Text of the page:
- We captured lessons from other covid-era elections last May in Democracy deferred and also last October in Can we have healthy elections in a pandemic? where we called for adequate resourcing, planning and clear decision-making. We weren’t the only ones.
- This report from the Electoral Commission captured lessons from the eight by-elections held in Scotland between October and the end of November 2020 which were held safely but did require more effort and cost. It does not, however, indicate how it might be done on scale. Additionally, the by-elections in Scotland largely used electronic counting rather than the labour intensive hand-counting in many other UK elections.
- The British Academy drew lessons from elections held around the world early on in the pandemic and provides recommendations for electoral administrators, observers and others involved in elections in How to Hold Elections Safely and Democratically during the Covid-19 Pandemic.
- The Electoral Management Network and International IDEA have a collection of resources and learning as well as headline findings from looking at pandemic elections. These include the significant additional cost, the need to extend deadlines and importance of considering the impact across the whole of the election cycle.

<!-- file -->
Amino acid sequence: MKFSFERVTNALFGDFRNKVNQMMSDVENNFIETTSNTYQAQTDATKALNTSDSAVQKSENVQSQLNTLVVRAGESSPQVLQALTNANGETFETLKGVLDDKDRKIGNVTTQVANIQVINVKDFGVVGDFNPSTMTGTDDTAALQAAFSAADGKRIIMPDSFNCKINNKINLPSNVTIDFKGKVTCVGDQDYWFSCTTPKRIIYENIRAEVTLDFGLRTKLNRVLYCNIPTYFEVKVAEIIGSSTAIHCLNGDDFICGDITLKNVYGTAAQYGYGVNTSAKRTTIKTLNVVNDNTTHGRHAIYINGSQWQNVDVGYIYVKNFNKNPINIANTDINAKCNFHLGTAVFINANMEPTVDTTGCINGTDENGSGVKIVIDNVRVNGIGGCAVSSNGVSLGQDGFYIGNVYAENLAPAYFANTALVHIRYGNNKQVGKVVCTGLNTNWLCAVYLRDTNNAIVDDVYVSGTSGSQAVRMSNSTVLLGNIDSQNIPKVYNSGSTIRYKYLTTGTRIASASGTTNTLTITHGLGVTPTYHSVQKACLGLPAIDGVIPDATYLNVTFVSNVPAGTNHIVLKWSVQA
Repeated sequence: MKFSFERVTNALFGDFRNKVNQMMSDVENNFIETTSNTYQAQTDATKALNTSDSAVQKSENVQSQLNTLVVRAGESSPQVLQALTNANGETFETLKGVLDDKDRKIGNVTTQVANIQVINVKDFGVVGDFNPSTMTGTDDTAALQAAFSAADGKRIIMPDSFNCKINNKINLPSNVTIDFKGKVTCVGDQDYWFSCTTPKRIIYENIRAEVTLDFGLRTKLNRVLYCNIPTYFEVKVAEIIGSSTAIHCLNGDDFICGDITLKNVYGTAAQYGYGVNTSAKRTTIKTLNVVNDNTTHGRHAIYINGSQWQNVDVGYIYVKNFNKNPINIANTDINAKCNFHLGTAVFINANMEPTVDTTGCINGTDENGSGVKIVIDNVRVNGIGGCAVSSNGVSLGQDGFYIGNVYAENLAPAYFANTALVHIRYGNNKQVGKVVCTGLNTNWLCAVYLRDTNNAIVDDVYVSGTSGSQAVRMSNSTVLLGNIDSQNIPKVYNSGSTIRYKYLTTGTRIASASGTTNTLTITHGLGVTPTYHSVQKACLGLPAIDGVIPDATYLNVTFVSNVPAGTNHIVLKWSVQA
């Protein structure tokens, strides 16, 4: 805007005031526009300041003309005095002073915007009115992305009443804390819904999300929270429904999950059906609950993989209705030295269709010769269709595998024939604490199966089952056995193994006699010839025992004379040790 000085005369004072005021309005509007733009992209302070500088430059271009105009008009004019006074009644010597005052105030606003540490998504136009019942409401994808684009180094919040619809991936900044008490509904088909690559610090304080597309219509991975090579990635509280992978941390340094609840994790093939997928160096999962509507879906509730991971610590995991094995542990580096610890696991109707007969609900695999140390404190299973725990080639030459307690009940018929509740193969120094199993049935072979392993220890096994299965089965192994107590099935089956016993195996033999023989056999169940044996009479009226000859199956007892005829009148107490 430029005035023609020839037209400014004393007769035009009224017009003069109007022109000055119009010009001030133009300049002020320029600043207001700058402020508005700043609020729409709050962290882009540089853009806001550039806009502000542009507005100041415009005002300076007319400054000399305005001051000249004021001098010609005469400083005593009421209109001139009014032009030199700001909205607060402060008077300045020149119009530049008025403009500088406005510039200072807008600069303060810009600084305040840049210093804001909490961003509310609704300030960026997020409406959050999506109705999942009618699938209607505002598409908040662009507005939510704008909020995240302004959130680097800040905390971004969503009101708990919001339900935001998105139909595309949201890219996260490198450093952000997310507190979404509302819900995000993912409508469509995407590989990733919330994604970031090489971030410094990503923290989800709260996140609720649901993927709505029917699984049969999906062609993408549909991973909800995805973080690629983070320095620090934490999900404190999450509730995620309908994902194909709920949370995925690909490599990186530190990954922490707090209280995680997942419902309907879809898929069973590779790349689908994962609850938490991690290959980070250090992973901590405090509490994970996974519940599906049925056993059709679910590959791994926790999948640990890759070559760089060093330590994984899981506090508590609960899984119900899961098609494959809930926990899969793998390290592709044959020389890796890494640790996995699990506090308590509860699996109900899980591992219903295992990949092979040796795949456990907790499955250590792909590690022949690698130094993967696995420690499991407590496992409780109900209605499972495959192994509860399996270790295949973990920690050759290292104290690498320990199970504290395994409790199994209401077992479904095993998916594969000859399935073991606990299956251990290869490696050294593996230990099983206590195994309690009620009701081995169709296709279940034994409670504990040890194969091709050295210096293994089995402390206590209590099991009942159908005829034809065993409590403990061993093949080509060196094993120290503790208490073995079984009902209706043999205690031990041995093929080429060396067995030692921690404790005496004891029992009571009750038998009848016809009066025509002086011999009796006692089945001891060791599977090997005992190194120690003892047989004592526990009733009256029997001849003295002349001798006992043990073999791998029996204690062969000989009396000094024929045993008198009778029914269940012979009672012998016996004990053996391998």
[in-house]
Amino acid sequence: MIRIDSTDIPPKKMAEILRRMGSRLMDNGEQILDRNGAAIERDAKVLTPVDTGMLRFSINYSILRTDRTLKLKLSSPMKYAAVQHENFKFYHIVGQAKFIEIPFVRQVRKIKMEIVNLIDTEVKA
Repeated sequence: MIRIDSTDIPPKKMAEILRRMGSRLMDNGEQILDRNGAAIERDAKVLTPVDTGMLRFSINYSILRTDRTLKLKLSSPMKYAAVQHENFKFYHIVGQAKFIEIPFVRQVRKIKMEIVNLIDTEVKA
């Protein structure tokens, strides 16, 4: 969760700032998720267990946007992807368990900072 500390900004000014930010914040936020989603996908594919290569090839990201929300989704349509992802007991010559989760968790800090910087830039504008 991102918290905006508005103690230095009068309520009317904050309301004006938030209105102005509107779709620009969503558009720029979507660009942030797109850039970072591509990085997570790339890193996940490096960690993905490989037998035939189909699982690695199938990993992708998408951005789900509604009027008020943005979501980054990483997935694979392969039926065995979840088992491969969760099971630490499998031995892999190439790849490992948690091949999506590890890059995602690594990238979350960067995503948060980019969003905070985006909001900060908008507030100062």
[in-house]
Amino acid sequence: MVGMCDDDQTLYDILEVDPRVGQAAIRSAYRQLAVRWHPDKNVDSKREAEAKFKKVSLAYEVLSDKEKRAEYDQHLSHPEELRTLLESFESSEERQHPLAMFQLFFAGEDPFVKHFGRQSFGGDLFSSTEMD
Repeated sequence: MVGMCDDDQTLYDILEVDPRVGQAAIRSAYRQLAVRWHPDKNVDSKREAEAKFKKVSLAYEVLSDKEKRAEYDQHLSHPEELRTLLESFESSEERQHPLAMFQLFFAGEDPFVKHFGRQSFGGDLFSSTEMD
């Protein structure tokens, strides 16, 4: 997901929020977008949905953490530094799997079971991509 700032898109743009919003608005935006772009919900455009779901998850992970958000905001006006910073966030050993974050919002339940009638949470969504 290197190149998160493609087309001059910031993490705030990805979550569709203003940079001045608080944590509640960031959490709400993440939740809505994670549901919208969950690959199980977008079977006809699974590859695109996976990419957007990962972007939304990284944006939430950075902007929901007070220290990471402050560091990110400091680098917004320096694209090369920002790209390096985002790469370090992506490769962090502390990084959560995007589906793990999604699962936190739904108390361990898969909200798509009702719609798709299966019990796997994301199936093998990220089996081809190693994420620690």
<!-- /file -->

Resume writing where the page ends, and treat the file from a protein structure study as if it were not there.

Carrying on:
Safe in May?
It’s well within the realms of possibility that a traditional election could be held safely in May. What is intensely more difficult is making the necessary preparations for those elections now, in lockdown. Our members have told us that given all the other intense pressures and the lack of additional pandemic election specific funding, councils are feeling pressure preparing for those elections now. The Association of Electoral Administration reports that some of their members are finding it difficult to get temporary electoral staff to commit and that many of the usual polling venues aren’t available and that coordination needed for May elections now is made more significantly more difficult by lockdown. Yet, electoral officers remain dedicated and will do everything humanly possible to deliver safe, free and fair elections in May if they must. It was always possible to prepare for these elections, but we needed longer lead time and more resources, and for government to heed the many warnings that preparation had to be adequately funded.